I know that forgiving James’s killer is for myself, blah, blah. I mean, he’s dead. Why do I hold this against him? Because I had to say, “Vincent I have something terrible to tell you. James has been killed.” We were standing in the driveway of the house we had only moved into a few months before, starting our new life together, as a young man and a young woman, full of hope. He fell against the fender of the car. Our new life, full of unfettered hope, was killed.

I want to take the man responsible for this, and rub his nose in it. I want to tell him of everything that happened because he pulled the trigger of a gun on a remote highway in southern California. I want to tell him of how James’s widow moved from Santa Barbara because she could not afford to stay here. Of his elder son’s face, five years old, on the day of James’s funeral. Of the boys growing up without a father. Want more, I will ask him? One of those boys later died, too. He hanged himself in the basement. I want to sit there and force this crazy murderer to feel what his work has wrought. But of course he did feel it. Something made him take a strip of cloth one morning and thread it through the light fixture in his cell.

And that does not feel like it resolves anything. Ashes in my mouth. And it would not have resolved anything had the state executed him. More ashes. What is done is done. More death cannot undo it.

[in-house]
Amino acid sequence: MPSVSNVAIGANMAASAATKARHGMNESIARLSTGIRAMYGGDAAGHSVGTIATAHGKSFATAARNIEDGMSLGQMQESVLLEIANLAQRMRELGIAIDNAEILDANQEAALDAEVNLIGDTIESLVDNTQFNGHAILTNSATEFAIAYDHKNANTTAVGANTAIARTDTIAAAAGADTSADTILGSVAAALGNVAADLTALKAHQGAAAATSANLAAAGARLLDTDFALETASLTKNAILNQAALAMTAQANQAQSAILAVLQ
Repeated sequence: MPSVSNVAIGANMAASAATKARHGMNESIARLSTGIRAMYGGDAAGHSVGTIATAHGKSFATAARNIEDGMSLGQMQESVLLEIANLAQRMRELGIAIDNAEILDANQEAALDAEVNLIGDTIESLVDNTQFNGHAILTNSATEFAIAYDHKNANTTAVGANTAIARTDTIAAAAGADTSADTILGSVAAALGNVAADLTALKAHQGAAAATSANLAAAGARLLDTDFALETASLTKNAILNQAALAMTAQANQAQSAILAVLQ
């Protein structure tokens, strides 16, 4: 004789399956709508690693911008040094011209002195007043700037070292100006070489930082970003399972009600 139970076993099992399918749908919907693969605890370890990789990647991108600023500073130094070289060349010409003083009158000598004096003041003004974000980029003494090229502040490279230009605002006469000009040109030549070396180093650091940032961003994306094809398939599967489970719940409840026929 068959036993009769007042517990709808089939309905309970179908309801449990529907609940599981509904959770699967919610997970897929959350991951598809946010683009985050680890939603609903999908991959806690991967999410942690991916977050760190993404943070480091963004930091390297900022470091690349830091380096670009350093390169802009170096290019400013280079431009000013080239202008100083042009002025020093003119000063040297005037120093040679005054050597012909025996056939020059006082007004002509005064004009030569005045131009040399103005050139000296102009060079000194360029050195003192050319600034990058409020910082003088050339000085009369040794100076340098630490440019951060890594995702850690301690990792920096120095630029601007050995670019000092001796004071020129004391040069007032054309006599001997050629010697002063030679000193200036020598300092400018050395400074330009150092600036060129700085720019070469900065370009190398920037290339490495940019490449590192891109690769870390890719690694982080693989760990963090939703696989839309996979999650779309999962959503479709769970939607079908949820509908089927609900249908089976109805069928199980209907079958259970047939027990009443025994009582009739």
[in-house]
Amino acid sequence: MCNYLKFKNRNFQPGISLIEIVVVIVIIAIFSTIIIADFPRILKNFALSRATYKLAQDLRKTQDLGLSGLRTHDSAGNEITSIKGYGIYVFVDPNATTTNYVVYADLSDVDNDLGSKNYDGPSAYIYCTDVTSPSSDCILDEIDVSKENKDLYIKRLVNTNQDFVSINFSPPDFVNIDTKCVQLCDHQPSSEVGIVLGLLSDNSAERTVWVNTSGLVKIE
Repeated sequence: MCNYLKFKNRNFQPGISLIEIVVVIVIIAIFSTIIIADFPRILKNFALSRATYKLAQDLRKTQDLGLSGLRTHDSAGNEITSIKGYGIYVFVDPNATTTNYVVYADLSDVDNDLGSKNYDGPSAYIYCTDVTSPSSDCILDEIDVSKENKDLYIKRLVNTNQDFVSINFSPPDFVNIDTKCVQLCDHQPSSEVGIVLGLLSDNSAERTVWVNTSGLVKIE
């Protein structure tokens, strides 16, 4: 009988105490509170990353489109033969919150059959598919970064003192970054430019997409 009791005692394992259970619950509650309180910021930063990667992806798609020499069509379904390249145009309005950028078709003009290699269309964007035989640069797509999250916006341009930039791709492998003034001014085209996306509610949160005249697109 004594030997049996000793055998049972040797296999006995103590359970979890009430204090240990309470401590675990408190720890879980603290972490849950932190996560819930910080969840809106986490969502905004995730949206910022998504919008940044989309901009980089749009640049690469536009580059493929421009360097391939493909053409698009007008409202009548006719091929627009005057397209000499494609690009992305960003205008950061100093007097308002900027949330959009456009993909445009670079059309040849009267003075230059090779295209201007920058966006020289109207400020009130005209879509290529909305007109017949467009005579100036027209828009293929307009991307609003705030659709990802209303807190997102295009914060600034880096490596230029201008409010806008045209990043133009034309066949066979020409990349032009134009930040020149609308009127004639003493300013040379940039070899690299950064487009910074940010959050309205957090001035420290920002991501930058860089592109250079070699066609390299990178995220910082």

And that’s really the point, isn’t it? If you don’t forgive, you don’t break the cycle of violence. It just goes on and on until there is no one left standing. In the Philadelphia Museum there is a room of drawings by Cy Twombly on Homer’s Iliad, his poem about the Trojan War. One is of a huge red cloud, filling most of a canvas that must be six feet tall. Scrawled underneath are the words, “It consumes everything in its path.”

The truly terrible part is that Jesus loves that man who died in his cell as much as he loves James. As much as he loves me. I actually get this. Or some part of me does. Jesus loves James’s killer because he knows that there is something more to him than that one terrible act. Just as there is more to James and more to me.

I think of Jesus tunneling back from the dead, a gossamer figure, thin as lace, threading his way through keyholes in locked doors. To say over and over, Forgive others. Forgive yourself. Take this second chance. Begin again.

And that, too, is the point. I must leave that young man falling to the ground, and the young woman standing helpless beside him, as if they were a photograph, in the past. James’s killer changed our lives. So be it. Even James’s widow and her surviving son have endured the unendurable. I must let my hatred and fury at James’s killer loose into the wind, into God’s heart, so that it lies in the past where it finally belongs. Forgiveness is a way to unburden oneself from the constant pressure of rewriting the past. It’s a gesture towards the future. Not for the future as a future in time, but for what the French call avenir, to open the way for what is to come, for the unexpected.

Copyright ©2004 by Nora Gallagher

Nora Gallagher is the author of two memoirs, Things Seen and Unseen and Practicing Resurrection both published by Knopf and Vintage books. To purchase a copy of Things Seen and Unseen or Practicing Resurrection visit Sacred Path Books & Art. This link is provided as a service to explorefaith.org visitors and registered users.